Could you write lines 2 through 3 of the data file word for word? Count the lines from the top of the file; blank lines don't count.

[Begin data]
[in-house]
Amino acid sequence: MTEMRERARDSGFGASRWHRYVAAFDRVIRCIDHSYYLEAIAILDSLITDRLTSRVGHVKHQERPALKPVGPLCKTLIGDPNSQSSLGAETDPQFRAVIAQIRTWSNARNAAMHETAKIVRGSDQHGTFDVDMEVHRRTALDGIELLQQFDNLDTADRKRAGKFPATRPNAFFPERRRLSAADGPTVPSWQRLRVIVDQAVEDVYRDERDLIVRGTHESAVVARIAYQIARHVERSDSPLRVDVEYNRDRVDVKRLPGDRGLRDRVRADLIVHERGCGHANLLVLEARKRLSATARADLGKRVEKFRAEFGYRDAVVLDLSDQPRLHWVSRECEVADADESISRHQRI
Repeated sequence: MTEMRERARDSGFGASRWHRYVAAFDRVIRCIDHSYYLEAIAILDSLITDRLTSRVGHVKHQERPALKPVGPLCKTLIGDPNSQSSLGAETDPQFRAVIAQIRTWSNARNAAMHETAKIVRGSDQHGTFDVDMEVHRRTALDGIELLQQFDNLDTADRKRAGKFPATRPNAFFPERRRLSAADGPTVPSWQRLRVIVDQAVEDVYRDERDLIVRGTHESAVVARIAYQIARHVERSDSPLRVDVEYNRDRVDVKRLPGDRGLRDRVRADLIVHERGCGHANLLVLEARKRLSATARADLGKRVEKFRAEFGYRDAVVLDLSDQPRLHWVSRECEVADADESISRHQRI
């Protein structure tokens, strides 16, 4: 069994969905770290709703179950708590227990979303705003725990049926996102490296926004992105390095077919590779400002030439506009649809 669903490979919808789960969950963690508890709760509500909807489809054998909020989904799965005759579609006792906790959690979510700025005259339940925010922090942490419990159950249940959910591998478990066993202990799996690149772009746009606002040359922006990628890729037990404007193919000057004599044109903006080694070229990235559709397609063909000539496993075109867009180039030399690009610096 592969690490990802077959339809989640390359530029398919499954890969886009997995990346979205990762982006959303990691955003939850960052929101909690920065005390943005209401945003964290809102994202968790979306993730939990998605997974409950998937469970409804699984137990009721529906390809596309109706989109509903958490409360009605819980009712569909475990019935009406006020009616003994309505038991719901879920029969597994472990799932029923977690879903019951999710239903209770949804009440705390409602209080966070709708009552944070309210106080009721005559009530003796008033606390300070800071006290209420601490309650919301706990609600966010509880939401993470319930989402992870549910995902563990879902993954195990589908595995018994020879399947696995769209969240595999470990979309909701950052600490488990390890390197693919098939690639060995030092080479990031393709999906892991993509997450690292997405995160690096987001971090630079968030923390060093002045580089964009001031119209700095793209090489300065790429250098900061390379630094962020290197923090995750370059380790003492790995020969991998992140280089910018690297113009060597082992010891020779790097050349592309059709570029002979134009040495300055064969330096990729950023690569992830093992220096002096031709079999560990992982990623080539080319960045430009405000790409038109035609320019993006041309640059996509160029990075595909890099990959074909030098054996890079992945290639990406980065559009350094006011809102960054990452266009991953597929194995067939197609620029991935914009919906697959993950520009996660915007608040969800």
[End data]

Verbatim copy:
Amino acid sequence: MTEMRERARDSGFGASRWHRYVAAFDRVIRCIDHSYYLEAIAILDSLITDRLTSRVGHVKHQERPALKPVGPLCKTLIGDPNSQSSLGAETDPQFRAVIAQIRTWSNARNAAMHETAKIVRGSDQHGTFDVDMEVHRRTALDGIELLQQFDNLDTADRKRAGKFPATRPNAFFPERRRLSAADGPTVPSWQRLRVIVDQAVEDVYRDERDLIVRGTHESAVVARIAYQIARHVERSDSPLRVDVEYNRDRVDVKRLPGDRGLRDRVRADLIVHERGCGHANLLVLEARKRLSATARADLGKRVEKFRAEFGYRDAVVLDLSDQPRLHWVSRECEVADADESISRHQRI
Repeated sequence: MTEMRERARDSGFGASRWHRYVAAFDRVIRCIDHSYYLEAIAILDSLITDRLTSRVGHVKHQERPALKPVGPLCKTLIGDPNSQSSLGAETDPQFRAVIAQIRTWSNARNAAMHETAKIVRGSDQHGTFDVDMEVHRRTALDGIELLQQFDNLDTADRKRAGKFPATRPNAFFPERRRLSAADGPTVPSWQRLRVIVDQAVEDVYRDERDLIVRGTHESAVVARIAYQIARHVERSDSPLRVDVEYNRDRVDVKRLPGDRGLRDRVRADLIVHERGCGHANLLVLEARKRLSATARADLGKRVEKFRAEFGYRDAVVLDLSDQPRLHWVSRECEVADADESISRHQRI